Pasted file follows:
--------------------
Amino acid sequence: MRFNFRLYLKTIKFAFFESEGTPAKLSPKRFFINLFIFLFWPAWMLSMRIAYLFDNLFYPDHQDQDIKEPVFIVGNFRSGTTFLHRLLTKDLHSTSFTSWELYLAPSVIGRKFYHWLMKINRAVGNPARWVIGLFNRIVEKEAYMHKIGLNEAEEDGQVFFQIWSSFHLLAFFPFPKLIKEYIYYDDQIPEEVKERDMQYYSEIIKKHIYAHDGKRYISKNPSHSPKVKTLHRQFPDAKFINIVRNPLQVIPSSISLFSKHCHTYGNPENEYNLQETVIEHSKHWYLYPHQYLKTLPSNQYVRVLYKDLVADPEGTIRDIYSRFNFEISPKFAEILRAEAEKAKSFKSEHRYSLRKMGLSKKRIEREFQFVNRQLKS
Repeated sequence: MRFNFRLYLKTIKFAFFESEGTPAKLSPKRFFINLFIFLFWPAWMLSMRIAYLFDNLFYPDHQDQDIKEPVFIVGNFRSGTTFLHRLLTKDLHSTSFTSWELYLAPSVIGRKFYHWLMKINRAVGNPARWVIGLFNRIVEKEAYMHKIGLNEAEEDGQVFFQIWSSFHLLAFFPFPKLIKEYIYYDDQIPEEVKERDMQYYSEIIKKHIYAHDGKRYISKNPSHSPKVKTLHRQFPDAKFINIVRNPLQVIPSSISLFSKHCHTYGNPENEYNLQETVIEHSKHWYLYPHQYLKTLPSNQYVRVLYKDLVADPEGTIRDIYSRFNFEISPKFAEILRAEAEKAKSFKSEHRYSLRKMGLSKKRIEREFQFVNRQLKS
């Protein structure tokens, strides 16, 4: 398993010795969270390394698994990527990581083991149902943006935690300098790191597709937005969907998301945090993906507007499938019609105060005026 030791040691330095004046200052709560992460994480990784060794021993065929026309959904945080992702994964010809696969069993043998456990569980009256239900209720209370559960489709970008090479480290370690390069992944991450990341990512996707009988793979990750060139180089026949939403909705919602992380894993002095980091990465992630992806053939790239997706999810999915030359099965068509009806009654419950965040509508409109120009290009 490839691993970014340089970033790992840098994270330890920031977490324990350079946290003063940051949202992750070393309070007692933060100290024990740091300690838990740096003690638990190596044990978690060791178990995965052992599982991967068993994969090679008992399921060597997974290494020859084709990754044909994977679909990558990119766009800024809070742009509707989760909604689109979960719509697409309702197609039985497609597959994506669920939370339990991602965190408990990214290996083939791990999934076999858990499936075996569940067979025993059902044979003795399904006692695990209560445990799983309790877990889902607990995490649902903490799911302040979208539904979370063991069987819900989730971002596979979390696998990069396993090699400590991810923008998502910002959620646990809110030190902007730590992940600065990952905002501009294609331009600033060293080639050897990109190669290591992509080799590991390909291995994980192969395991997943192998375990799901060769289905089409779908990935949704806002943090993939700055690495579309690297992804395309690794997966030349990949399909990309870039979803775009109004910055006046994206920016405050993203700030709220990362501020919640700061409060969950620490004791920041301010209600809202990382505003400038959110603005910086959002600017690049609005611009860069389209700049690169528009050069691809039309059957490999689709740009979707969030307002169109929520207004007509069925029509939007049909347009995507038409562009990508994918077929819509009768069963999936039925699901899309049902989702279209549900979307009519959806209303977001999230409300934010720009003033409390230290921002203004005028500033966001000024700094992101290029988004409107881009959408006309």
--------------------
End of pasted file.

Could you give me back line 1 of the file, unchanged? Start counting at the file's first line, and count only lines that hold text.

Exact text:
Amino acid sequence: MRFNFRLYLKTIKFAFFESEGTPAKLSPKRFFINLFIFLFWPAWMLSMRIAYLFDNLFYPDHQDQDIKEPVFIVGNFRSGTTFLHRLLTKDLHSTSFTSWELYLAPSVIGRKFYHWLMKINRAVGNPARWVIGLFNRIVEKEAYMHKIGLNEAEEDGQVFFQIWSSFHLLAFFPFPKLIKEYIYYDDQIPEEVKERDMQYYSEIIKKHIYAHDGKRYISKNPSHSPKVKTLHRQFPDAKFINIVRNPLQVIPSSISLFSKHCHTYGNPENEYNLQETVIEHSKHWYLYPHQYLKTLPSNQYVRVLYKDLVADPEGTIRDIYSRFNFEISPKFAEILRAEAEKAKSFKSEHRYSLRKMGLSKKRIEREFQFVNRQLKS